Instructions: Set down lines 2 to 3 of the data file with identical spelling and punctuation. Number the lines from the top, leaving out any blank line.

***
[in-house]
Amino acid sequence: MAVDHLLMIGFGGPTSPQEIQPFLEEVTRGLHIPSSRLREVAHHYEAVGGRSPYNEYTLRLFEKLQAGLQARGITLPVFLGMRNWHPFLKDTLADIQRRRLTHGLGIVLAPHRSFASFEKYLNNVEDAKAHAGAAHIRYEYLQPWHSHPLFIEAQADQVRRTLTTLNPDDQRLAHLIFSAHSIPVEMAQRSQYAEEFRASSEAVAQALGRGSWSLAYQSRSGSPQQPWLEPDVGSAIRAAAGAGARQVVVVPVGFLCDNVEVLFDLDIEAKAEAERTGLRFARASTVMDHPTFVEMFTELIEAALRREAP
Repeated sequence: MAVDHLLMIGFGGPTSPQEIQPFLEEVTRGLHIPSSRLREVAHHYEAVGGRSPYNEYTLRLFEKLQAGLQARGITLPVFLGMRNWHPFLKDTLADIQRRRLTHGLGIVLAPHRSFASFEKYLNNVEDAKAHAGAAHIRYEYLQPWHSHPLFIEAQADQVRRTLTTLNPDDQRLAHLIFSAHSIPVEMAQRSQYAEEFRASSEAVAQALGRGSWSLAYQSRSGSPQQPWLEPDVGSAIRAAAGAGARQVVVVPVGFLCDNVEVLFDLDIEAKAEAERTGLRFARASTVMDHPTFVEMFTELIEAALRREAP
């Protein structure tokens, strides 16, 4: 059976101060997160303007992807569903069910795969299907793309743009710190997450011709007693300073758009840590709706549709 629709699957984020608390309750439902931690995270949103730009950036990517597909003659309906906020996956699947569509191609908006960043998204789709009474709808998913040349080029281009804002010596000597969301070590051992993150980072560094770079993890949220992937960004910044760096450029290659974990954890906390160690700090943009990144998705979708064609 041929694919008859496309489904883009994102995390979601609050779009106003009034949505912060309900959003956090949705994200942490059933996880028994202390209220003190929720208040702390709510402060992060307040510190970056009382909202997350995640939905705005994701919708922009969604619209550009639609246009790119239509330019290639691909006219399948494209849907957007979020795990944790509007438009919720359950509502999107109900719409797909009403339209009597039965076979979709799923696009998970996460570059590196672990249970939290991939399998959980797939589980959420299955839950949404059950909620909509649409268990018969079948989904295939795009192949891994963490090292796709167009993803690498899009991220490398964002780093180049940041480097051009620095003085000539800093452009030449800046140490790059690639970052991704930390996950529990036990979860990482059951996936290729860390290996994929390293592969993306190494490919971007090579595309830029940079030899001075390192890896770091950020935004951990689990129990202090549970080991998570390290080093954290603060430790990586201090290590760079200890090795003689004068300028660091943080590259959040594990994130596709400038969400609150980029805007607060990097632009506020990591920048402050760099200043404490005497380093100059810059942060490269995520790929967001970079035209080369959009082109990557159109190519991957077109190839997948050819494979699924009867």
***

Amino acid sequence: MAVDHLLMIGFGGPTSPQEIQPFLEEVTRGLHIPSSRLREVAHHYEAVGGRSPYNEYTLRLFEKLQAGLQARGITLPVFLGMRNWHPFLKDTLADIQRRRLTHGLGIVLAPHRSFASFEKYLNNVEDAKAHAGAAHIRYEYLQPWHSHPLFIEAQADQVRRTLTTLNPDDQRLAHLIFSAHSIPVEMAQRSQYAEEFRASSEAVAQALGRGSWSLAYQSRSGSPQQPWLEPDVGSAIRAAAGAGARQVVVVPVGFLCDNVEVLFDLDIEAKAEAERTGLRFARASTVMDHPTFVEMFTELIEAALRREAP
Repeated sequence: MAVDHLLMIGFGGPTSPQEIQPFLEEVTRGLHIPSSRLREVAHHYEAVGGRSPYNEYTLRLFEKLQAGLQARGITLPVFLGMRNWHPFLKDTLADIQRRRLTHGLGIVLAPHRSFASFEKYLNNVEDAKAHAGAAHIRYEYLQPWHSHPLFIEAQADQVRRTLTTLNPDDQRLAHLIFSAHSIPVEMAQRSQYAEEFRASSEAVAQALGRGSWSLAYQSRSGSPQQPWLEPDVGSAIRAAAGAGARQVVVVPVGFLCDNVEVLFDLDIEAKAEAERTGLRFARASTVMDHPTFVEMFTELIEAALRREAP